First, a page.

Diabetes mellitus is a condition in cats where blood sugar, or glucose, cannot be effectively utilized and regulated by the body. Insulin which is produced by the pancreas controls the flow of glucose (blood sugar) to the body's cells in order to provide energy. If your cat's insulin levels are too low, glucose doesn't reach the cells as it should. When this happens, the cat's body begins breaking down fat and protein cells to use for energy, while unused glucose builds up in the cat's bloodstream.
Type I or Type II Diabetes in Cats
- Type I (Insulin-Dependent) - The cat's body can no longer produce or release enough insulin into the body. This form of diabetes is relatively rare in cats.
- Type II (Non-Insulin Dependent) - With this form of diabetes, the cat's body produces sufficient amounts of insulin, but the tissues or organs do not respond appropriately to insulin and have become insulin-resistant. Type II diabetes is common in overweight male cats over the age of 8, and cats that are fed a high-carbohydrate diet.
Cat Diabetes Symptoms
Because a diabetic cat’s body breaks down protein and fat instead of using glucose, cats with a healthy appetite, or even those with a ravenous appetite, will lose weight. Other cat diabetes symptoms include:
- Increased urination
- Increased appetite
- Lethargy or weakness
- Increased thirst
- Diarrhea or vomiting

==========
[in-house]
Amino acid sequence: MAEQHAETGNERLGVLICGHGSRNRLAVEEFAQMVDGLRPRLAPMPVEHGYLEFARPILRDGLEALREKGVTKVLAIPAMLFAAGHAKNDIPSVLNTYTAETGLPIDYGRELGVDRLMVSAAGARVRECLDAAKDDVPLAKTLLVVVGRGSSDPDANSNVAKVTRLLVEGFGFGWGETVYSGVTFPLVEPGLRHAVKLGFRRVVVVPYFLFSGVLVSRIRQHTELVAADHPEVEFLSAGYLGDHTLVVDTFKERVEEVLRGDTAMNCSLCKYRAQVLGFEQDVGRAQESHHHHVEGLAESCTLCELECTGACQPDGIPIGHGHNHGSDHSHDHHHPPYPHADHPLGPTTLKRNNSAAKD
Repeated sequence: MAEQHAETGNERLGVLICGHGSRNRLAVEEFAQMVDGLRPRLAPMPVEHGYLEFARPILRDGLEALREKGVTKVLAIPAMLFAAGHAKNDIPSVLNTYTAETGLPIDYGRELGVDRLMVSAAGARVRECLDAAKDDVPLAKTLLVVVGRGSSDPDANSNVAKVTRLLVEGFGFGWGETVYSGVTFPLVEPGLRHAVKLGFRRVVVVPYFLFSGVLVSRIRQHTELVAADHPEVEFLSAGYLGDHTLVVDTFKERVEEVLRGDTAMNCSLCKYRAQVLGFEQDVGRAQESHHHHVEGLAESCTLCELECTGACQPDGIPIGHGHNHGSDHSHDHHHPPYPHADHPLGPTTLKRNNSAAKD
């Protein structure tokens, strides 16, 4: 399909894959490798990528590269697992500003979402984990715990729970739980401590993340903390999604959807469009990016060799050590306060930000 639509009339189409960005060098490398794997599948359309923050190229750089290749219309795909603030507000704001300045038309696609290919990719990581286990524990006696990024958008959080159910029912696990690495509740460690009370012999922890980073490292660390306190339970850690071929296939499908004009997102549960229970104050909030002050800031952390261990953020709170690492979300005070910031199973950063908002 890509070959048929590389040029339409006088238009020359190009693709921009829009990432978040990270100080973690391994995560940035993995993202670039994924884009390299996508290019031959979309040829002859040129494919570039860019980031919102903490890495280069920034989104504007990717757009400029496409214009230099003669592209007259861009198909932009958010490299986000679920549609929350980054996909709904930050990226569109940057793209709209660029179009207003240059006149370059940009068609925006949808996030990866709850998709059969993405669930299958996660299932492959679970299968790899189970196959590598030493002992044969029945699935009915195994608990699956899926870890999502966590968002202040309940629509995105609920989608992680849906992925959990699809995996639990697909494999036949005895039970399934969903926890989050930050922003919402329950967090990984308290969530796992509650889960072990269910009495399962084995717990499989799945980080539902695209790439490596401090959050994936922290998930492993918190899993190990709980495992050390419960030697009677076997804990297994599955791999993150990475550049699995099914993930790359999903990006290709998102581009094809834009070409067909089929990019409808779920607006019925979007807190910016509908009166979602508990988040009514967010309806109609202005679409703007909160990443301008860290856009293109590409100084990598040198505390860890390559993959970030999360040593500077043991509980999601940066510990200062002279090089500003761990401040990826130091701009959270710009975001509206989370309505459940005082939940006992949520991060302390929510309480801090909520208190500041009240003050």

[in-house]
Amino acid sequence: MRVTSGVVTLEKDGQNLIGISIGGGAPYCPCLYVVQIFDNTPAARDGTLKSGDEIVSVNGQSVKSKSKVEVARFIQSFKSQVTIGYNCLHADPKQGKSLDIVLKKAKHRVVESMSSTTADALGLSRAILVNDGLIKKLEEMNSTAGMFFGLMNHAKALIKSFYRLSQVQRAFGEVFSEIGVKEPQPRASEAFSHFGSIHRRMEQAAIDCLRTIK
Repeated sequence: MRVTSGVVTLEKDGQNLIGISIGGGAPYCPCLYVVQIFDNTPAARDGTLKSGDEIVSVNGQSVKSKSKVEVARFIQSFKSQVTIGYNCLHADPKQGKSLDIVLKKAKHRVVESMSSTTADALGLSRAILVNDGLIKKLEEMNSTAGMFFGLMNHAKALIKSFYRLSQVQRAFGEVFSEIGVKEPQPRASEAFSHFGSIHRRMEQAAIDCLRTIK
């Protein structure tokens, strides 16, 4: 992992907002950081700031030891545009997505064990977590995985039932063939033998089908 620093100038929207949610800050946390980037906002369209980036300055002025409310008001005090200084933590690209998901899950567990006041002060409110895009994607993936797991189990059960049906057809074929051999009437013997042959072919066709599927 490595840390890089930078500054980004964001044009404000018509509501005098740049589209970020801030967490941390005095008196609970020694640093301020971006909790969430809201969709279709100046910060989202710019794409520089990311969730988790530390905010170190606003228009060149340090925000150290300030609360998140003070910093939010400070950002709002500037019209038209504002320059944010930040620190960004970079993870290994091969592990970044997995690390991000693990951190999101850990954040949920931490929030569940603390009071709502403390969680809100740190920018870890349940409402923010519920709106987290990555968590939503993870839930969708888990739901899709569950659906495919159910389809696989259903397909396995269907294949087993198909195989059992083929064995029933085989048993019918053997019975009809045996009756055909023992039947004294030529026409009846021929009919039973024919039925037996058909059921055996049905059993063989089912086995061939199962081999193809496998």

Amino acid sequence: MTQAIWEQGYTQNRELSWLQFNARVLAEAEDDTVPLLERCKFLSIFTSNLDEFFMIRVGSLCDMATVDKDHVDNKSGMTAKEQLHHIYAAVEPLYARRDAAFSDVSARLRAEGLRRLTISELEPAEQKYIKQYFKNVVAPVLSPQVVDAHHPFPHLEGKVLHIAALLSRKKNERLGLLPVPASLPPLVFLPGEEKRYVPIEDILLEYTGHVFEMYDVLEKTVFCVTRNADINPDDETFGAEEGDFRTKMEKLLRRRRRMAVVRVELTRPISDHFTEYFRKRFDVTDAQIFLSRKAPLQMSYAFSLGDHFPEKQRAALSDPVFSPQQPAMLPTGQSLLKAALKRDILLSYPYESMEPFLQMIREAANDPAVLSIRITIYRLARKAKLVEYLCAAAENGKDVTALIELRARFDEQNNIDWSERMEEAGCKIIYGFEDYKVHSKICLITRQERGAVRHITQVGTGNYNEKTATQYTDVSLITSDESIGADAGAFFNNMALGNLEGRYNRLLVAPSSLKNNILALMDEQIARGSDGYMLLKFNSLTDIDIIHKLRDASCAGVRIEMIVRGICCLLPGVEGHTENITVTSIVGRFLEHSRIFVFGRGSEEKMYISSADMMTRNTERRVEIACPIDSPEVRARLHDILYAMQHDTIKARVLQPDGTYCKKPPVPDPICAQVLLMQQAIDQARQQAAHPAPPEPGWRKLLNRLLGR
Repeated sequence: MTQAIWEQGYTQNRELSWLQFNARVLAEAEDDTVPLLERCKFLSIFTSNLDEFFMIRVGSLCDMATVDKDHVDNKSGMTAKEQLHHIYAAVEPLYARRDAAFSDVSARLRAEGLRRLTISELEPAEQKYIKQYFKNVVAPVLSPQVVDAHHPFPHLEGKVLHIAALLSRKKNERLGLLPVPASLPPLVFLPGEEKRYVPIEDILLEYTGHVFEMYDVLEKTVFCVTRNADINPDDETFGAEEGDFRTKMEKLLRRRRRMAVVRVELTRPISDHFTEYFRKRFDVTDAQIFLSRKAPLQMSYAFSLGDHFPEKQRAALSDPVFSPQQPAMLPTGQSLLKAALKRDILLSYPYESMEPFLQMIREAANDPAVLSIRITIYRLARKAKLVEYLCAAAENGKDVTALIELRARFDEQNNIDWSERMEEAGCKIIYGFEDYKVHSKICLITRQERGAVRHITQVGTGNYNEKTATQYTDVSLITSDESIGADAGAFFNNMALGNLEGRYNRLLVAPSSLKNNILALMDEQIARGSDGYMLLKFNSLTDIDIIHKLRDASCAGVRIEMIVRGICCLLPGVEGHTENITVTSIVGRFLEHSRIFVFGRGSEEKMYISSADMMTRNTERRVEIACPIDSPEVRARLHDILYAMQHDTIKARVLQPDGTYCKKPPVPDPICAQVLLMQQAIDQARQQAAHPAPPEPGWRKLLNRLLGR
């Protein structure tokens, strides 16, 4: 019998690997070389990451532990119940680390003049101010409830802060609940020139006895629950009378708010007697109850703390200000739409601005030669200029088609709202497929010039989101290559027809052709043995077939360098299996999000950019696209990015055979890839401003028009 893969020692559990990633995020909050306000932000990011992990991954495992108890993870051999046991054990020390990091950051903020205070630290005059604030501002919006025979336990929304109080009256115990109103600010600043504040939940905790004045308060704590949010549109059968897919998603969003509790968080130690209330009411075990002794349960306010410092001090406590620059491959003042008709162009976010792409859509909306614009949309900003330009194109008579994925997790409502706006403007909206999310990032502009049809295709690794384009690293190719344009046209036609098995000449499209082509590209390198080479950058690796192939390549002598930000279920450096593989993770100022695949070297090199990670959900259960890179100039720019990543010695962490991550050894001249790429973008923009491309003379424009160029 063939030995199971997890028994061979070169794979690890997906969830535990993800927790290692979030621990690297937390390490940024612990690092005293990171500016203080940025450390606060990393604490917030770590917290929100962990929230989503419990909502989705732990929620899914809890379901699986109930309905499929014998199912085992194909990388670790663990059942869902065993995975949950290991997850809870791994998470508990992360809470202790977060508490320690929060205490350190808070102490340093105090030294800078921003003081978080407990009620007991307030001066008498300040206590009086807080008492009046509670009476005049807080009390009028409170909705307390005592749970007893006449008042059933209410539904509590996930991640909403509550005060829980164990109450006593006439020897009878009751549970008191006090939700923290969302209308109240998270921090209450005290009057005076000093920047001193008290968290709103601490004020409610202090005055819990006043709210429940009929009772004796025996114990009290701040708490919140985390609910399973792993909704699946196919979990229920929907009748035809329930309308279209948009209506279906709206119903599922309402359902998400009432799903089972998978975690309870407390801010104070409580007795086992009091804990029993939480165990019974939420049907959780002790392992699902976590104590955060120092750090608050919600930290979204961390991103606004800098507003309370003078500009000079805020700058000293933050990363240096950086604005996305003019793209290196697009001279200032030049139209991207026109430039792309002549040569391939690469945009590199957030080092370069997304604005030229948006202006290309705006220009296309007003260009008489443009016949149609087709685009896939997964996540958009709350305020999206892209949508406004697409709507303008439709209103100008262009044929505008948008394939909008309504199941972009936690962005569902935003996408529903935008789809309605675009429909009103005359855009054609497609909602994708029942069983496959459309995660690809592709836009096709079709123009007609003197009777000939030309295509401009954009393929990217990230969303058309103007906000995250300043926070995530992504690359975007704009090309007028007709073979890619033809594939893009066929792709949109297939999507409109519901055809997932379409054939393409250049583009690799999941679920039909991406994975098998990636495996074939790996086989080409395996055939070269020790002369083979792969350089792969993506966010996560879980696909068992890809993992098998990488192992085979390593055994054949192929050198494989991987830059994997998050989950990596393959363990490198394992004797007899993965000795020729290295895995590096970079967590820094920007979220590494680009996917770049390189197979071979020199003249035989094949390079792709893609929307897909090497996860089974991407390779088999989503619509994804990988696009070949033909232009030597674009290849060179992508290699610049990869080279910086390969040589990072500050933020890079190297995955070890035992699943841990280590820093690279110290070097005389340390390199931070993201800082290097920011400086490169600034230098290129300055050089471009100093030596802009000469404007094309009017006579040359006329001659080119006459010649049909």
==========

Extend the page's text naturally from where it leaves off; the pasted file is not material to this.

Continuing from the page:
- Unhealthy coat and skin
- Walking flat on backs of their hind legs (from nerve damage)
If left untreated diabetes can lead to a variety of debilitating, expensive, and potentially fatal conditions. If your cat is showing symptoms of diabetes it is important to seek veterinary care as soon as possible. While there is no cure for diabetes in cats, treatment is available.
Diabetes Treatment Options for Cats
Your cat will first require an official diagnosis, then daily management of the condition with insulin injections, (which your vet may train you to give at home). Your vet may also recommend that you make changes to your cat's diet to make sure they’re getting the right combination of protein, carbohydrates, and fiber. In some cases your vet may recommend a special prescription food to help manage your cat's diabetes.
For cats with diabetes, regular visits to the vet for blood sugar tests are essential, or your vet may recommend testing your cat’s glucose at home. Many pet parents find it helpful to keep a diary of their diabetic cat's appetite and litter use so that any changes are spotted early and can be reported to the vet right away.
Note: The advice provided in this post is intended for informational purposes and does not constitute medical advice regarding pets. For an accurate diagnosis of your pet's condition, please make an appointment with your vet.